• Exhaustive enumeration of sub-optimal end-to-end alignments under the edit distance.
  • Excellent speed, memory footprint and accuracy.
  • Accurate mapping quality computation.
  • Support for reference genomes consisiting of million of contigs.
  • Direct output in SAM/BAM format.

Supported data: Yara has been tested on DNA reads (i.e., Whole Genome, Exome, ChIP-seq, MeDIP-seq) produced by the following sequencing platforms:

  • Illumina GA II, HiSeq and MiSeq (single-end and paired-end).
  • Life Technologies Ion Torrent Proton and PGM.

Quality trimming is necessary for Ion Torrent reads and recommended for Illumina reads.

Unsupported data:

  • RNA-seq reads spanning splicing sites.
  • Long noisy reads (e.g., Pacific Biosciences RSII, Oxford Nanopore MinION).

Links

  • Download binaries
  • View source code and REAMDE on GitHub (It is strongly recommended to compile Yara from sources)
  • Yara is the follow-up of the Masai project. Use of Masai is discouraged. Nonetheless, old Masai binaries can still be downloaded here.

Please Cite

RazerS 3

RazerS 3

Abstract

Motivation: During the last years NGS sequencing has become a key technology for many applications in the biomedical sciences. Throughput continues to increase and new protocols provide longer reads than currently available. In almost all applications, read mapping is a first step. Hence, it is crucial to have algorithms and implementations that perform fast, with high sensitivity, and are able to deal with long reads and a large absolute number of indels.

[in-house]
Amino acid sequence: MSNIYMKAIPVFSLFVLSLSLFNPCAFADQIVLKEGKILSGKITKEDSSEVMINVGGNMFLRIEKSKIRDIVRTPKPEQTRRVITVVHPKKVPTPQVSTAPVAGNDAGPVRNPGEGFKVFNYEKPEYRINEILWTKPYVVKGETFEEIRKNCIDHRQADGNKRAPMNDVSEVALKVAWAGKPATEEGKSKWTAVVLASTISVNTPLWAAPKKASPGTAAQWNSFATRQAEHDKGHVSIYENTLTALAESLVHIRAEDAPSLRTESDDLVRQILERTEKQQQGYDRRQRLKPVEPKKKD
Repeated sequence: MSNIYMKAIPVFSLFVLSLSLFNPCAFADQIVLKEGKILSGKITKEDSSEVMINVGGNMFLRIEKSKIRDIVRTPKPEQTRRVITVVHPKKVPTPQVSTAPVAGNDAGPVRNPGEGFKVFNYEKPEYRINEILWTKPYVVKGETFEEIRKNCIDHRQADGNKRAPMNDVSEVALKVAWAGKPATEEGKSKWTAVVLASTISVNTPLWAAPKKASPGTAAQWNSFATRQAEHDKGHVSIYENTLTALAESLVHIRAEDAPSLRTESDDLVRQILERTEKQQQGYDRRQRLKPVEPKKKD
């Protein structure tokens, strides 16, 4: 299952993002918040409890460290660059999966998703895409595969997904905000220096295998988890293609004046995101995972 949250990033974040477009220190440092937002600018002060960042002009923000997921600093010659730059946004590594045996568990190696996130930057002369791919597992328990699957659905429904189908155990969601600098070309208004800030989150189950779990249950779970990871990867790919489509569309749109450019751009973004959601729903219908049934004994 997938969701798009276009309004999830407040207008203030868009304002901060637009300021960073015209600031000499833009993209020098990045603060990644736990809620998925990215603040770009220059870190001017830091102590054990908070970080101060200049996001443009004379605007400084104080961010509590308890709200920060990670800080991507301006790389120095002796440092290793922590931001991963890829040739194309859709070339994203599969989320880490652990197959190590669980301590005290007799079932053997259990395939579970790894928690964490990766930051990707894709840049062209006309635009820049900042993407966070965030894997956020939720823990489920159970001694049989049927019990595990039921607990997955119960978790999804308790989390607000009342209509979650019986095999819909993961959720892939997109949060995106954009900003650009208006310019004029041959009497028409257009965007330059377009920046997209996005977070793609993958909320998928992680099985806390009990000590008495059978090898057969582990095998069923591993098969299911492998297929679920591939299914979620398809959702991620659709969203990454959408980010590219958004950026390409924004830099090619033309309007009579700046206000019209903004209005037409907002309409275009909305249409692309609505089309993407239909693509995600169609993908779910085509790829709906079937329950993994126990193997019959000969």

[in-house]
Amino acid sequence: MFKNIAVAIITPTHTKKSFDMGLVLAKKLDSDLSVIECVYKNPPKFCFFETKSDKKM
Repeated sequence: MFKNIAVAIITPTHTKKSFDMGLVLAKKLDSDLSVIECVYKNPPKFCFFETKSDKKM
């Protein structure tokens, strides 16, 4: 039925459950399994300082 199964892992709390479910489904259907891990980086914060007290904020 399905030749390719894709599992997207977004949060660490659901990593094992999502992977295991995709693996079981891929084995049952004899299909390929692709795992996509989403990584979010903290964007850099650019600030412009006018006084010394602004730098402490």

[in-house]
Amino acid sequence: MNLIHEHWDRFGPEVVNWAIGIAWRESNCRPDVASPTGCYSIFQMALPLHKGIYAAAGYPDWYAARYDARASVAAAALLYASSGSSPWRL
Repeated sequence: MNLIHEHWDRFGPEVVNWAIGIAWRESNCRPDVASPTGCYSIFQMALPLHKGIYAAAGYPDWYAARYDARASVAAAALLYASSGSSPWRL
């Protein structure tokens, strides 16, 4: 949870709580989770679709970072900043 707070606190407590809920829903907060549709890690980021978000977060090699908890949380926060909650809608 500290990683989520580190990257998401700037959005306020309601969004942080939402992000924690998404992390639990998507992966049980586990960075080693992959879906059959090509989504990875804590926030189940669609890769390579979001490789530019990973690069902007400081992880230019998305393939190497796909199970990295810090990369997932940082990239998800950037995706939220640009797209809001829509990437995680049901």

Results: RazerS is a read mapping program with adjustable sensitivity based on counting q-grams. In this work we propose the successor RazerS 3 which now supports shared-memory parallelism, an additional seed-based filter with adjustable sensitivity, a much faster, banded version of the Myers’ bit-vector algorithm for verification, memory saving measures and support for the SAM output format. This leads to a much improved performance for mapping reads, in particular long reads with many errors. We extensively compare RazerS 3 with other popular read mappers and show that its results are often superior to them in terms of sensitivity while exhibiting practical and often competetive run times. In addition, RazerS 3 works without a precomputed index.

Main Features:

  • import of FASTA/FASTQ read and genome files
  • 5 output formats (including SAM)
  • reads can be of arbitrary length